From subway stations to swimming pools, from bridges to buildings, and in foundations, critical infrastructure, and many other applications around the world, explore our always expanding list of Project Profiles to learn how Xypex Crystalline Technology waterproofs, protects and repairs concrete.
Dresden Wastewater Treatment Plant Upgrade
The designer was concerned about protection of the concrete elements in this tank from the destructive processes associated with microbial induced corrosion. To protect against this Xypex Bio-San C500 antimicrobial admixture was chosen to be added to the concrete mix.
SEBRE a.s., the developer of this project, trusted Xypex’s concrete waterproofing technology to permanently waterproof the three-story below-grade concrete. This successful project was made possible by the support provided by Xypex’s official representative, Nekap, during the pre-project and project execution phases.
Delhi Metro Rail Corporation (DMRC) Phase III & Phase IV
Due to the success of the Xypex surface-applied and repair system in various projects, the Delhi Metro engineering team consulted Xypex to provide a waterproofing solution for phase III. The engineering team specified Xypex Admix C-2000 NF and Xypex Concentrate for the waterproofing of phase III underground stations in conjunction with spray applied membranes on the rooftop slab.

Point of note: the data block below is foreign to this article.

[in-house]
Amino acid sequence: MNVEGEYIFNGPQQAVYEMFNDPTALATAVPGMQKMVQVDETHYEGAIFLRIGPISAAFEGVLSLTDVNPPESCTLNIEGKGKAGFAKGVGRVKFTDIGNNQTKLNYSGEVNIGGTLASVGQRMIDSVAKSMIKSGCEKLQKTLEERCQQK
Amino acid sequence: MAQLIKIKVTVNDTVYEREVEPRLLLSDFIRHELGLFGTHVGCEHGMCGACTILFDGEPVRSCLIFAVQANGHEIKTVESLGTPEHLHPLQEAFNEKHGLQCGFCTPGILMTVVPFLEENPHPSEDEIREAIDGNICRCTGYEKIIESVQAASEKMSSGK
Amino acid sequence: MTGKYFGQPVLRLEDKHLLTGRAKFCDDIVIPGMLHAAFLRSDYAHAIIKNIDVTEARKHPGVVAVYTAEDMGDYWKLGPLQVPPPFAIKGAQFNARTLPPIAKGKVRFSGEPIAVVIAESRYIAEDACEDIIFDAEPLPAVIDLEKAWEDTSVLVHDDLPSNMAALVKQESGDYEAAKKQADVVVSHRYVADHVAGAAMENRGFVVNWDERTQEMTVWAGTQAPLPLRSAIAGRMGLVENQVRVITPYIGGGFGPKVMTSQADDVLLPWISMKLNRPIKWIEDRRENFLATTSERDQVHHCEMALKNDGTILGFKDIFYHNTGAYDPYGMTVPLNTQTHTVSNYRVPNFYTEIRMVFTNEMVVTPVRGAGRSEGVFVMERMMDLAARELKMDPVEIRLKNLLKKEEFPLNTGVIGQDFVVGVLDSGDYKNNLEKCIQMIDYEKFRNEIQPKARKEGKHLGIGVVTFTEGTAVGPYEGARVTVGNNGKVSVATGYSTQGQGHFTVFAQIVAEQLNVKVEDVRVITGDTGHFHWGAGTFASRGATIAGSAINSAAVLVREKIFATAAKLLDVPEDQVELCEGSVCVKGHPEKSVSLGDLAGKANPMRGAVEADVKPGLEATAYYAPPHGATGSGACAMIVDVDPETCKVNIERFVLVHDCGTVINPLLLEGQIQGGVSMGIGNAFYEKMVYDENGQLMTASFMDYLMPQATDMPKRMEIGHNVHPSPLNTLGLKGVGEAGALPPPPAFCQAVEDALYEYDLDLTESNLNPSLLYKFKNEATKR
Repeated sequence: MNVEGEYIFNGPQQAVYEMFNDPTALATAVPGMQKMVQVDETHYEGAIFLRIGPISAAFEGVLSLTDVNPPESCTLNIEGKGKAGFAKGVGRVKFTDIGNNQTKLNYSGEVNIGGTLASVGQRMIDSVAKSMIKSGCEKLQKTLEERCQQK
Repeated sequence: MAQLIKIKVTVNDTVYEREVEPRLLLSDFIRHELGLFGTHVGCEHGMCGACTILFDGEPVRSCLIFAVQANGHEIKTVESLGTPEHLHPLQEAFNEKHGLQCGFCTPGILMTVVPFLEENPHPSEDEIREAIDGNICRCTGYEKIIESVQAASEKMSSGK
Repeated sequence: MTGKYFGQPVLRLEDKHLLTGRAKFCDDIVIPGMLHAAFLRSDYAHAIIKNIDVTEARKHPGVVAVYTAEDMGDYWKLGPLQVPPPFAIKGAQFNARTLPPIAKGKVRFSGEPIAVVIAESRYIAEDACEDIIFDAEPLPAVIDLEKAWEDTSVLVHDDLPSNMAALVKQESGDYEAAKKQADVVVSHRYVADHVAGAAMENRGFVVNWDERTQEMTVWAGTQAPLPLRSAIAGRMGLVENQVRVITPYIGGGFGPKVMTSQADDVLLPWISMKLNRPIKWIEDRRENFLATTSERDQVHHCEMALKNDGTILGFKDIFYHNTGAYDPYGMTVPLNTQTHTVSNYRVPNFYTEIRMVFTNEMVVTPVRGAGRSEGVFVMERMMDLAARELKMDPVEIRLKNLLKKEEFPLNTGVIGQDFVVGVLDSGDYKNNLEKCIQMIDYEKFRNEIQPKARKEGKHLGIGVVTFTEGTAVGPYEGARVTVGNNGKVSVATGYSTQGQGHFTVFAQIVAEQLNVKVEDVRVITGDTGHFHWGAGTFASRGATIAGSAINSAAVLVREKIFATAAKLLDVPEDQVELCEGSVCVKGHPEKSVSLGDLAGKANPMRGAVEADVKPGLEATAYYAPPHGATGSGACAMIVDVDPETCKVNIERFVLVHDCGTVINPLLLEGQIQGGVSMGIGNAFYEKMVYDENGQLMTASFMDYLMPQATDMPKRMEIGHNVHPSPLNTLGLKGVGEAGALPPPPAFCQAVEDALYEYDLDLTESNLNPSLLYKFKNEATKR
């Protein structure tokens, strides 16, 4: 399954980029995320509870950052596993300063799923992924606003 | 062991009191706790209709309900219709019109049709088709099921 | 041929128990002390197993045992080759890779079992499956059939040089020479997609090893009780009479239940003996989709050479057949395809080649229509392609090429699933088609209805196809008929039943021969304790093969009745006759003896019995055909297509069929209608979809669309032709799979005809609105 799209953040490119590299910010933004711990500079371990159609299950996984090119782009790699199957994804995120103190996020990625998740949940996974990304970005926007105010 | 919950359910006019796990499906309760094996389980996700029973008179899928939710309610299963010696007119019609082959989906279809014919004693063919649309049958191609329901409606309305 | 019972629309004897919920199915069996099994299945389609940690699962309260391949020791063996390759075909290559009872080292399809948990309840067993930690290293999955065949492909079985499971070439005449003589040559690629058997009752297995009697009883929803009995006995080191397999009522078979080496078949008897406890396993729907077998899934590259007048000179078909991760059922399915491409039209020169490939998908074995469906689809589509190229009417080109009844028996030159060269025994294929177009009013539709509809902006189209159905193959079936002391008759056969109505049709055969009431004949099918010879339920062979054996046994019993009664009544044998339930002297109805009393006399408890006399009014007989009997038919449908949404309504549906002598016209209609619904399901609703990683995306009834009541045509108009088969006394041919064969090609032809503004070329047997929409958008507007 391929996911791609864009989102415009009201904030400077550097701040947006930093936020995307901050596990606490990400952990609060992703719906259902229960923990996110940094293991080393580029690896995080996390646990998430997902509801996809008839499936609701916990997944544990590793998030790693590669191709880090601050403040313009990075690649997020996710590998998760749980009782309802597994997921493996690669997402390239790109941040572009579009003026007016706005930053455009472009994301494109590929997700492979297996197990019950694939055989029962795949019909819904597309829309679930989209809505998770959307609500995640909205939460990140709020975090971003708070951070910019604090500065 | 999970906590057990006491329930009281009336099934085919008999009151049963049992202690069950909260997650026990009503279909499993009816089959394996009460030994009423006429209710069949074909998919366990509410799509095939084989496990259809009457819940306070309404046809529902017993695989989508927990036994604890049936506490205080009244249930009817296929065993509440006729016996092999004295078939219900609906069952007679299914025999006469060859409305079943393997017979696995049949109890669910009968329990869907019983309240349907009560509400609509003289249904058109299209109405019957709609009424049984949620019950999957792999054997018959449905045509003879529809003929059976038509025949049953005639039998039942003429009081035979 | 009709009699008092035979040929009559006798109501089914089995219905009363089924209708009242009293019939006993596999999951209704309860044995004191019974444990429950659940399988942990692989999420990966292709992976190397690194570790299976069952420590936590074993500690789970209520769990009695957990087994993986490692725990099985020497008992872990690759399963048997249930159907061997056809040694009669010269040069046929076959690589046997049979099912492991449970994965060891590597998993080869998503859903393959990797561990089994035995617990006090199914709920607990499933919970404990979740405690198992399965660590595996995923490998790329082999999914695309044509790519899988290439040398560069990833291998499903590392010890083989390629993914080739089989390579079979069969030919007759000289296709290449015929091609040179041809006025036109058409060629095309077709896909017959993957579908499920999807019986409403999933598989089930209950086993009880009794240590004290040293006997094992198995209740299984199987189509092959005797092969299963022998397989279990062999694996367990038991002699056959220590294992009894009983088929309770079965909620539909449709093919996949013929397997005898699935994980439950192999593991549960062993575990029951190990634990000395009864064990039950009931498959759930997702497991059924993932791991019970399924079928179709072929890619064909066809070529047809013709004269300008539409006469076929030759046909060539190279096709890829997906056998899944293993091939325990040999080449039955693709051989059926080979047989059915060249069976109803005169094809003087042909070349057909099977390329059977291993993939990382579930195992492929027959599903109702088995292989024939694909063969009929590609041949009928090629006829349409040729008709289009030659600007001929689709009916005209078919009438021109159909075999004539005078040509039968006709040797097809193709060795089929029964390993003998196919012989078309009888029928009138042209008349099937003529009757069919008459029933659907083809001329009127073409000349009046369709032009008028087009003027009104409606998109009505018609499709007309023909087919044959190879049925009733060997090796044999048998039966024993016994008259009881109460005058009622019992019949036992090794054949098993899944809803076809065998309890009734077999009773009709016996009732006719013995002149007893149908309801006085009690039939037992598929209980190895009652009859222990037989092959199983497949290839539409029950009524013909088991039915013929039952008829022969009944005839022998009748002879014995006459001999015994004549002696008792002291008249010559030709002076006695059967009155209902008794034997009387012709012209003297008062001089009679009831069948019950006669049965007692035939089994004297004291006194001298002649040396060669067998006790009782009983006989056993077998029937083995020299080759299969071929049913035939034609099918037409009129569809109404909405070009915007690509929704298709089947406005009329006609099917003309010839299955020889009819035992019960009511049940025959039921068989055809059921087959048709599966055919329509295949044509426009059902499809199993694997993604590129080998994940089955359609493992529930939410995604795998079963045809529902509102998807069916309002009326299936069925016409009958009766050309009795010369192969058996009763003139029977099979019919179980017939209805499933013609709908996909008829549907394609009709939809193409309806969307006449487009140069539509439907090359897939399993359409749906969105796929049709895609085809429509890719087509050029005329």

Toronto Transit Station Underpass
The Metrolinx engineering and Ellis Don teams chose Xypex for this project. “They evaluated traditional membrane waterproofing vs. Xypex,” Zaniewski said. Xypex admixture was selected due to the time saved by eliminating the labour-intensive membrane application to concrete below the water table. “The engineering team realized the economics of Xypex Admix, not only in construction scheduling but in performance.
Quarles Water Treatment Plant
In 2012, after 58 years of service, Plant No. 1 showed the effects of age from decades of service. The concrete in Plant No. 1 suffered deterioration, including exposed rebar, exposed aggregate, loss of surface paste and spalling. CCMWA called on water engineering experts Hazen and Sawyer to study its operation and make a recommendation for Plant No. 1. The team recommended replacing the original plant with a new plant with a capacity of 33 mgd that could be expanded to 66 mgd in the future.